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This story first appeared in the June 1, 2010 issue of WWD. Subscribe Today.
By now, Alexis Bittar’s story is well told: age 13, armed with antique jewelry gifted from his parents, Bittar set out for New York’s East Village, selling tiny gold and costume baubles to passersby. Fast-forward nearly 10 years, and Bittar — who admits his teen years were spent mainly in dim downtown clubs — became focused on creating his own line of jewelry — Lucite rings, bracelets, necklaces and earrings — and a second line of metals and semiprecious stones.
With three stores in New York and an advertising campaign featuring a fabulously feathered, red-lipsticked and Bittarbedecked Joan Collins, the designer — who operates out of a light-filled loft in Brooklyn’s DUMBO neighborhood, a major leap from his days sending out pieces to Bergdorf Goodman from his one-bedroom in SoHo — has carved out a clear niche for himself.
Retail and commercial success aside, Bittar has the pop-culture market cornered, too: In early May, Lady Gaga was spotted wearing Bittar’s conestudded black Lucite eye mask.
— Sarah Haight
Jack Mccollough and Lazaro Hernandez, Proenza Schouler
For Proenza Schouler’s Jack McCollough and Lazaro Hernandez, the PS1 and PS11 handbags may still be fairly new, but the two designs already have become staples in the label’s fast-growing accessories business.
The bags’ cult status is a testament to the strength of the designers’ accessories vision, aimed at the same cool girl they already design for with their sportswear. Runway fashion informs their accessories, particularly the handbags. “It always depends on the silhouette and how she is standing,” McCollough says. “If she’s in a more suited look, a specific type of bag could work better. Then you play with the details and may incorporate runway elements into the bags.”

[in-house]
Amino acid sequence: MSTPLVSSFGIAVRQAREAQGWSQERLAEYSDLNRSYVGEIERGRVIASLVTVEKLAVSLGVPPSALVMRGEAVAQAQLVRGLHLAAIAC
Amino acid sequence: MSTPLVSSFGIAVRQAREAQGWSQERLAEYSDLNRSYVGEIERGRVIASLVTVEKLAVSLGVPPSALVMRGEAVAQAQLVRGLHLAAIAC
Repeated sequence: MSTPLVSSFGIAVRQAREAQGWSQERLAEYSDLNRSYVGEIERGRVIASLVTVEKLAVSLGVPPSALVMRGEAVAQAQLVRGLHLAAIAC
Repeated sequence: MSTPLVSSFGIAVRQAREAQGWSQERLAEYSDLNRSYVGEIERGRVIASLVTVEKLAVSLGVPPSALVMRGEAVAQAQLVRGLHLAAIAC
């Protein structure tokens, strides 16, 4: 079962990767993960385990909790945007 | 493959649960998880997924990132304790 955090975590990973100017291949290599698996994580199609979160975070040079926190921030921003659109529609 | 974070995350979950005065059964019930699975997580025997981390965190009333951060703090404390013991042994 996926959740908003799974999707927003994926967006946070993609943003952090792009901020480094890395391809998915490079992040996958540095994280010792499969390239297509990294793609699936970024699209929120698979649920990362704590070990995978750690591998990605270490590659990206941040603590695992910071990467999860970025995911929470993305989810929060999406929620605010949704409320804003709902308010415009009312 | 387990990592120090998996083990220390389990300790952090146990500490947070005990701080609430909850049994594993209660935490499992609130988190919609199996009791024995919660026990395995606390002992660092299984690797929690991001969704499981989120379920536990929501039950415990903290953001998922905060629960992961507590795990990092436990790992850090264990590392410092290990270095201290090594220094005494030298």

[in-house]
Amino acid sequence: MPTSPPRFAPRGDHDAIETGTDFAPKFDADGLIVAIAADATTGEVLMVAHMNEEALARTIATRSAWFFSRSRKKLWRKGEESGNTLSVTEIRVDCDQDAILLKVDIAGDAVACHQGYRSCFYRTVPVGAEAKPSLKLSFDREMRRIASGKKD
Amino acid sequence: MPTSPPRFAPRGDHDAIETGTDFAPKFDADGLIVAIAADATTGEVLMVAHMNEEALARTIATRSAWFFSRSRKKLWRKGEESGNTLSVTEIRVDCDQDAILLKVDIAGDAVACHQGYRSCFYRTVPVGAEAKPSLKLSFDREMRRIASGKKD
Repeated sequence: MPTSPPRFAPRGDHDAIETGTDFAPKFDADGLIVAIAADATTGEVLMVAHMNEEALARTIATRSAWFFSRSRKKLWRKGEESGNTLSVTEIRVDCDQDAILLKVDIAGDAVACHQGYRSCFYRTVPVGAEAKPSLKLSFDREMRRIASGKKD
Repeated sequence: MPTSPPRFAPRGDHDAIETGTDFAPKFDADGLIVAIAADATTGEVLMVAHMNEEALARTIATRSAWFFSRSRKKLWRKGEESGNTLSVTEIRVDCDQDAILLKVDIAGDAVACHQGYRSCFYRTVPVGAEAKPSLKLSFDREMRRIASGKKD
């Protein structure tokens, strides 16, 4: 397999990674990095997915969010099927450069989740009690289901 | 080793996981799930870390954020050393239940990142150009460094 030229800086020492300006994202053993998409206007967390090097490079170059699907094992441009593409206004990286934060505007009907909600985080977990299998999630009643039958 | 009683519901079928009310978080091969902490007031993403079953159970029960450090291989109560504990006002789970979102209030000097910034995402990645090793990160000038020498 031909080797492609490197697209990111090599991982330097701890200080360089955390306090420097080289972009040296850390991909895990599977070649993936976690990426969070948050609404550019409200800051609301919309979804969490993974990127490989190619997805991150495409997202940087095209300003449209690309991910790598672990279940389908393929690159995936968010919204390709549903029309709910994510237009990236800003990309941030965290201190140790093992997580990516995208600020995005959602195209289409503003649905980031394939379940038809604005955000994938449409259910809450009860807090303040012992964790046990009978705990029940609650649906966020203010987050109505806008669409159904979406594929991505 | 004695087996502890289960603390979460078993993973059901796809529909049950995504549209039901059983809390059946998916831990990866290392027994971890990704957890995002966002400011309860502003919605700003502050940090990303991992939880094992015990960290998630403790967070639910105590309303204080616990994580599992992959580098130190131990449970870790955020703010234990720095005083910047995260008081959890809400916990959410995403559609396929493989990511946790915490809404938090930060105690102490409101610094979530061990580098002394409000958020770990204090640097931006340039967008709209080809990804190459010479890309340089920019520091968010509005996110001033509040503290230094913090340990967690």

The importance of accessories crystallized in February when, as part of the live-stream of the designers’ fall runway show, online shoppers were able to preorder bags straight from the runway on their e-commerce site. It gave a whole new relevancy to the runway and its ability to drive sales by capitalizing on immediate show buzz — and it’s likely to inspire others.
This is Proenza Schouler’s second nomination for CFDA’s Accessory Designer of the Year; the duo won it last year. In the future, they hope to build on the existing mix of bags, shoes, eyewear and jewelry.
Says Hernandez: “It’s a constant evolution of what we are doing.”
— Marc Karimzadeh